International Badge Day Part III

International Badge Day is just a month away on Monday, March 5. Today NPC launches the Facebook Event, so be sure to RSVP and invite your Panhellenic sisters to do the same. Last year 52,000 said yes to wearing their badges, so help us reach our potential by growing that number and spreading the message of lifelong sisterhood throughout the world. It’s your move.

Kappa Alpha Theta:
• Founder Bettie Locke spent more than a year designing Kappa Alpha Theta’s badge. When the design was complete, she sought a jeweler who made other fraternity badges. John Newman of New York was contacted, and in his response, he first addressed Bettie as "sir." We do not have Bettie's reply, but he does refer to her as "Miss Locke" in his next letter.
• Photographs from the early years of Kappa Alpha Theta often picture members wearing their badges as hair ornaments. Today, pin-on pendants and rings offer Thetas various ways to wear our badge with pride.
• According to Theta legend, when the cornerstone of DePauw’s East College building was laid in 1870, a Theta badge was one of the “time capsule” items enclosed.

Delta Delta Delta:
• Because Sarah Ida Shaw and Eleanor Dorcas Pond did not want the price of the badge to prevent someone from becoming a member, the original badges were simple Stars and Crescent design. The jewel promised them at $1.25 a piece, of 14k gold, but very thin provided they order two dozen.
• Early badges were ordered from a variety of jewelers and often were varying sizes, and contained a variety of stones: diamonds, opals, pearls and even turquoise. In 1938 the By-Laws of Delta Delta Delta limited the jewel to be used in the stars to pearls.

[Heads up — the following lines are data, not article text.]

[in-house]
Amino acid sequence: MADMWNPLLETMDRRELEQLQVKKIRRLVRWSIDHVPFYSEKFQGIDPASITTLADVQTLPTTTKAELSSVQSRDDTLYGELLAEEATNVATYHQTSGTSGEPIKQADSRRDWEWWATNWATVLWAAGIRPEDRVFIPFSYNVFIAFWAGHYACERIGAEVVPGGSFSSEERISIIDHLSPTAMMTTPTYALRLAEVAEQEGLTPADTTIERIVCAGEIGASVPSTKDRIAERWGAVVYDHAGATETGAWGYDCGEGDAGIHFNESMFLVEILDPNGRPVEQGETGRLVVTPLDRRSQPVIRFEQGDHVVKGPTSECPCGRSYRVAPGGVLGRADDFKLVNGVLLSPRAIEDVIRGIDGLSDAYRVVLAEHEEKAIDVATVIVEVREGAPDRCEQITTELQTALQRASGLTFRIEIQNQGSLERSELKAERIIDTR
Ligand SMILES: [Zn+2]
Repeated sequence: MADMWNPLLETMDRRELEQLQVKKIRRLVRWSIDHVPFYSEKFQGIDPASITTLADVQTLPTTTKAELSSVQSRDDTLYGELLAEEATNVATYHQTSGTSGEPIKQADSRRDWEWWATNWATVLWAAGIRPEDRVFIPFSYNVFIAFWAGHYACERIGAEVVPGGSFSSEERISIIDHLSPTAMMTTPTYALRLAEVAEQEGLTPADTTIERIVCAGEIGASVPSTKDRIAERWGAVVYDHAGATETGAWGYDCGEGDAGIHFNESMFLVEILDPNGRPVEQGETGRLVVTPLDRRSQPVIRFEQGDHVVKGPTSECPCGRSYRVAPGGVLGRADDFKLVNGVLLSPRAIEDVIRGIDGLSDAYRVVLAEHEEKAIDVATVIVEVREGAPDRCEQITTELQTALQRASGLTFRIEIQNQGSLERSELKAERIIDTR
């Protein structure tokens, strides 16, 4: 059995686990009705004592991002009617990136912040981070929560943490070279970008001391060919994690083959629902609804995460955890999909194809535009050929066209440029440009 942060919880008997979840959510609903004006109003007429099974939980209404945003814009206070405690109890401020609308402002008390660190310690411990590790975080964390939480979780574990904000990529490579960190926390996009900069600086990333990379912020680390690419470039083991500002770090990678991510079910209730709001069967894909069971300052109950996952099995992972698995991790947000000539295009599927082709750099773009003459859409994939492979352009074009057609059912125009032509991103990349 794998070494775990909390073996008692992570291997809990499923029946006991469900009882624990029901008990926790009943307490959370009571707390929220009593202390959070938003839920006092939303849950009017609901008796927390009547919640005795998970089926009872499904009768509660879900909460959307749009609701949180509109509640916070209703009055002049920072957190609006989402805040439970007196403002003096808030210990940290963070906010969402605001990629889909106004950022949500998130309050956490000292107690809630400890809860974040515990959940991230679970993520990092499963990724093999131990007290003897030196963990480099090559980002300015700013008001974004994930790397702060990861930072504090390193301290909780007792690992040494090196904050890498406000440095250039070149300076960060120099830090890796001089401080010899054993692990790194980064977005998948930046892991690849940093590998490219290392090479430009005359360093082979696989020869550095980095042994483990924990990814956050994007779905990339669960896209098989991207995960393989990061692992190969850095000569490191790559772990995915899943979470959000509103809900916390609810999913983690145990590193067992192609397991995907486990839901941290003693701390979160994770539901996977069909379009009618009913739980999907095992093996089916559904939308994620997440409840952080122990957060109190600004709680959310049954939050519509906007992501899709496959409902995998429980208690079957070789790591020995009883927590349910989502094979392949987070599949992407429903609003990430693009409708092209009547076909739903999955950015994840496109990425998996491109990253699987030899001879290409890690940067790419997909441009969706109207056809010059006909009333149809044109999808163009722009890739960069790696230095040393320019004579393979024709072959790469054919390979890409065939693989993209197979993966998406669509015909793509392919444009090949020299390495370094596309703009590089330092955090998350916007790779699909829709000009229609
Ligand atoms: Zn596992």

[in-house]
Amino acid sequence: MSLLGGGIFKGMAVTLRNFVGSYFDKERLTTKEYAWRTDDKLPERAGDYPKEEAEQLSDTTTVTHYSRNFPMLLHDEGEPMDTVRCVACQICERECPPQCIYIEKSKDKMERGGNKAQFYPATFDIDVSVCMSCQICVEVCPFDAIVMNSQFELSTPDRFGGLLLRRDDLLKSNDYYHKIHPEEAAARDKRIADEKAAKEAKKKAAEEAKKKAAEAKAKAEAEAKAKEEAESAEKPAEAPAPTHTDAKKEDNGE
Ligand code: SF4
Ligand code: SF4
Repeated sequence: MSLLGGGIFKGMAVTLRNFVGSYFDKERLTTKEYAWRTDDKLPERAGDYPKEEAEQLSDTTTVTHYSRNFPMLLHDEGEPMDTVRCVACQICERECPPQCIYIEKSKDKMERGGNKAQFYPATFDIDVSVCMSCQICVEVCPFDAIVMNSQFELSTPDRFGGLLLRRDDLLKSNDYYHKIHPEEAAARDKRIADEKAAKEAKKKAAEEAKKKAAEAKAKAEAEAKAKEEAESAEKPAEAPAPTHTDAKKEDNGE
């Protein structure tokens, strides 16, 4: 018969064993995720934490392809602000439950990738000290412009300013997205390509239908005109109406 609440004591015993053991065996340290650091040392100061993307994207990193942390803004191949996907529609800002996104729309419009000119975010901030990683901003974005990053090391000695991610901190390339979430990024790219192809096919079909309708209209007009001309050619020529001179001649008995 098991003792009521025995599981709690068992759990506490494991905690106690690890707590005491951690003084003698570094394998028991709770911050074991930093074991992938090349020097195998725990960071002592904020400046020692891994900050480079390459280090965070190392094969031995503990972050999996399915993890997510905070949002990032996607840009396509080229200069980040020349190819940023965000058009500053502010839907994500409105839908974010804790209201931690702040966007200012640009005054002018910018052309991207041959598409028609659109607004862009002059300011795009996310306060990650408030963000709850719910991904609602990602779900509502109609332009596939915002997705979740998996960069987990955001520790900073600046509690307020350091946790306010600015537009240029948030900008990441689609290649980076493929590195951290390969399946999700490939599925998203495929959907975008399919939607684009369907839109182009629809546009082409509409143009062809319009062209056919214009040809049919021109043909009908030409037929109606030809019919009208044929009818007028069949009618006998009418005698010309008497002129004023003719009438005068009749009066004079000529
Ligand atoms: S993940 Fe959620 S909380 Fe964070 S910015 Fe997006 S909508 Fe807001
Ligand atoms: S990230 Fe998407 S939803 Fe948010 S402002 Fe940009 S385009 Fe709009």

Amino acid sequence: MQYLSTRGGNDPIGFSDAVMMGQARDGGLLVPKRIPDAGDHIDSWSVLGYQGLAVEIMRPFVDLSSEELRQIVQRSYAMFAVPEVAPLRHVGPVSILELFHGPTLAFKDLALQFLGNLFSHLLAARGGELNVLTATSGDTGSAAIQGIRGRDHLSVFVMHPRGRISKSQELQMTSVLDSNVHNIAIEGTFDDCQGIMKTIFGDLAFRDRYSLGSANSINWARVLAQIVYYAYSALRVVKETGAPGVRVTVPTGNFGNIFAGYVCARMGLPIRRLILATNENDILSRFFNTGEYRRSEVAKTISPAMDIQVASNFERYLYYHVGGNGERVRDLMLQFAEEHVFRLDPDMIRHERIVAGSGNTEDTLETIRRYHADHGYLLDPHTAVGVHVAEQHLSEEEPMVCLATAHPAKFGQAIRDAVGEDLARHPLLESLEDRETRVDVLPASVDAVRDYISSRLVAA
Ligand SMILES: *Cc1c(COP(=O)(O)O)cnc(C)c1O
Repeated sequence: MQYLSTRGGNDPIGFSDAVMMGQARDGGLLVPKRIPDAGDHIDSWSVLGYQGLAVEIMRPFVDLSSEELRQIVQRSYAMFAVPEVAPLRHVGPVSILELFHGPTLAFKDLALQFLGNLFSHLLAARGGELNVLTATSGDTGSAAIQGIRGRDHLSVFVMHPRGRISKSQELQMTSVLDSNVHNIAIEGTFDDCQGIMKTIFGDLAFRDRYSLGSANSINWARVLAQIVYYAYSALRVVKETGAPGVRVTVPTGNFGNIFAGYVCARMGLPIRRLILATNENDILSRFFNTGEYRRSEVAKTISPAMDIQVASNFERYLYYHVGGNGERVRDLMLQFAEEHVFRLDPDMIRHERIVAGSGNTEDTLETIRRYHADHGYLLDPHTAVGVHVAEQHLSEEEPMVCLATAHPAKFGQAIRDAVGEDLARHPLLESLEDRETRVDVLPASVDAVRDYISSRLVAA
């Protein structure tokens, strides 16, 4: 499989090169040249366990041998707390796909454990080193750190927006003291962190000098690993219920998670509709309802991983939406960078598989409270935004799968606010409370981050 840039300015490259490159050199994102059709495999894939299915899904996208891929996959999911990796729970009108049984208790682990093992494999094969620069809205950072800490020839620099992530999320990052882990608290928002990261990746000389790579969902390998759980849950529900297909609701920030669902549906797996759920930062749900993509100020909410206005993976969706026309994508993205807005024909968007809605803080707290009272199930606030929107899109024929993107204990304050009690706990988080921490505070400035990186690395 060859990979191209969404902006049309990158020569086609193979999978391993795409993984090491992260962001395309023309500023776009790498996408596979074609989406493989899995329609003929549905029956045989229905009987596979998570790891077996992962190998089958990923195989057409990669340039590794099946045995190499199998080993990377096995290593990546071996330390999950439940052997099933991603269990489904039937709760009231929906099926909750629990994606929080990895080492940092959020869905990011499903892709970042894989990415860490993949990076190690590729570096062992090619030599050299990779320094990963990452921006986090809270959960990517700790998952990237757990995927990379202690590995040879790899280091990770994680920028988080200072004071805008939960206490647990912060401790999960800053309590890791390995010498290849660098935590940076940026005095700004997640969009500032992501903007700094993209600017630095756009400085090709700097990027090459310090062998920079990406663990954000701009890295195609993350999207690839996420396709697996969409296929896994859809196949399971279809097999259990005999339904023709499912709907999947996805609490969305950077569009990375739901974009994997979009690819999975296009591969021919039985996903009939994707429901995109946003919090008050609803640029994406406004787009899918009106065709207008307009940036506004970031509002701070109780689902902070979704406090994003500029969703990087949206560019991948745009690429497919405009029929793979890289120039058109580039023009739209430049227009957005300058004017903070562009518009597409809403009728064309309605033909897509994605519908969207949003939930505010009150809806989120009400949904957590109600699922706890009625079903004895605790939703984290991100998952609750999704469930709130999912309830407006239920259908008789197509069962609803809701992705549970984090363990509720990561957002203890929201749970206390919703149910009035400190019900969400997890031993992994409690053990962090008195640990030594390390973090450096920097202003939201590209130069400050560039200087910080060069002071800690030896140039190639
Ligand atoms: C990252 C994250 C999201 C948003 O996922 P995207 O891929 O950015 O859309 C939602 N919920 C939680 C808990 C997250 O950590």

• Contrary to urban legend, there is not a Tri Delta badge pinned to the flag on the moon!

Alpha Xi Delta:
• Alpha Xi Delta’s badge, The Quill, represents the Fraternity’s motto, “The pen is mightier than the sword.”
• Lewie Strong Taylor designed the first Quill in May 1893. Originally, Lewie designed Alpha Xi Delta’s badge to have a rose above the Quill, but the jeweler who fashioned the first pins feared the rose would fall off with normal wear. The original badge was approximately seven-eighths of an inch long and set on a stickpin.
• Cora Bollinger Block had the first jeweled Quill with a sapphire surrounded by turquoise jewels.

Zeta Tau Alpha:
• Zeta Tau Alpha's badge was designed in 1899 by Giles Mebane Smith, brother of Founder Frances Yancey Smith.
• The badge may be gold or silver and may be surrounded by one or two types of jewels.
• At the 1908 Convention, ZTA members voted that the badge may not be worn by men or turned into another piece of jewelry. That policy remains in effect today.

Theta Phi Alpha:
• In the early days of Theta Phi Alpha, the shape of the badge was consistent, with the gold letter (Theta), jeweled, with the letters (Phi) and (Alpha) superimposed. The jewels varied depending on the social station of the member. While the Fraternity jewels were pearls and sapphires, even rubies were featured in badges!
• In 1932, the Fraternity voted to have a uniform badge, with 19 pearls on the gold Theta. Since then, the only members of the Fraternity to wear a badge with other stones are the members of the Grand Council and chapter presidents.
• Theta Phi Alpha has unveiled a diamond and sapphire badge in commemoration of the Fraternity's Centennial year, 2012.